AMARILLO, Texas (KAMR/KCIT) — By now…You’ve heard all about how the ongoing drought in the area is affecting beef prices at the grocery store, but there’s another aspect driving those high prices, shrinking cattle inventory.
“One of the things that’s important for consumers and producers to recognize is where we are in the current cattle cycle,” said Jason Smith, Assistant Professor and Extension Beef Cattle Specialist at Texas A&M Agrilife Extension. “We’re on the downward slope of the cattle cycle.”
It’s a supply and demand problem, that means high prices for the near future.
“As we reduce inventory, potentially marketing cattle from pasture-based operations, what that translates to is less calves, and potentially a lighter supply of beef,” Smith explained.
According to the USDA , the U.S. beef cattle herd was a little more than 30 million head in January, down two percent compared to 2021. The estimated Texas cattle inventory was five point one million, a three percent reduction from 2020.
The biggest reason for shrinking cattle inventory, ranchers are marketing their cattle earlier than usual because of the cost of maintaining them at the ranch.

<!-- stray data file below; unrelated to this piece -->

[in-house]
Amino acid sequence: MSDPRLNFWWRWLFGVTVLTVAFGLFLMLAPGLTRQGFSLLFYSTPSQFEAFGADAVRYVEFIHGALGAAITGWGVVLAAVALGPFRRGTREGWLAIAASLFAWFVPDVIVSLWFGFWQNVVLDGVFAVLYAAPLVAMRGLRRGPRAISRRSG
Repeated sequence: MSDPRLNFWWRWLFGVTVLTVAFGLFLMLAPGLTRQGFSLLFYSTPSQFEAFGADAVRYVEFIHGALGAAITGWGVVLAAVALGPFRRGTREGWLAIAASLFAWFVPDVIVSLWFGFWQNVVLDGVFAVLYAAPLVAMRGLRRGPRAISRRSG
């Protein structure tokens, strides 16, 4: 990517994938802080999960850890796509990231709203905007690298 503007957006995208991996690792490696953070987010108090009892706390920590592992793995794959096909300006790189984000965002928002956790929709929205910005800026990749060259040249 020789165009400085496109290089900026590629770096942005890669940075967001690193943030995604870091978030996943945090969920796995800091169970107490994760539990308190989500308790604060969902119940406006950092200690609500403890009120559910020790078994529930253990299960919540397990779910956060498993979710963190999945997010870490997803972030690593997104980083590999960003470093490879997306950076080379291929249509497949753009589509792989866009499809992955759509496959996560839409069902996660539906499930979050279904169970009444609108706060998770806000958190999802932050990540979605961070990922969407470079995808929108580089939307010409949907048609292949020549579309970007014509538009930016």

Higher costs, forcing some tough decisions.
“Producers have to start making choices of is it worth it to continue to feed the cattle on these high prices?,” said Kelly Giles, co-owner of Giles Angus Ranch. “Do I need to cut back? Is this the most efficient cattle that I’ve got?”
So why is this happening?
No rain, no forage, which means, “they become even more expensive, so that adds an additional challenge onto our ranchers,” Smith explained.
Without forage, that means they have to buy feed, or the cattle must be marketed to break even.
“Sold for salvage value. That’s mostly old cows, bulls,” Giles said.
One year of drought, setting us up for years of higher prices.
“The calf crop we raised last year, is the beef we’re eating this year. Everything’s a delayed effect. We’re going to decrease beef production by by about 5% going into 2023. It’ll continue to decrease on into ’24 and ’25,” Giles added.
The steaks will remain high, at least for the near future.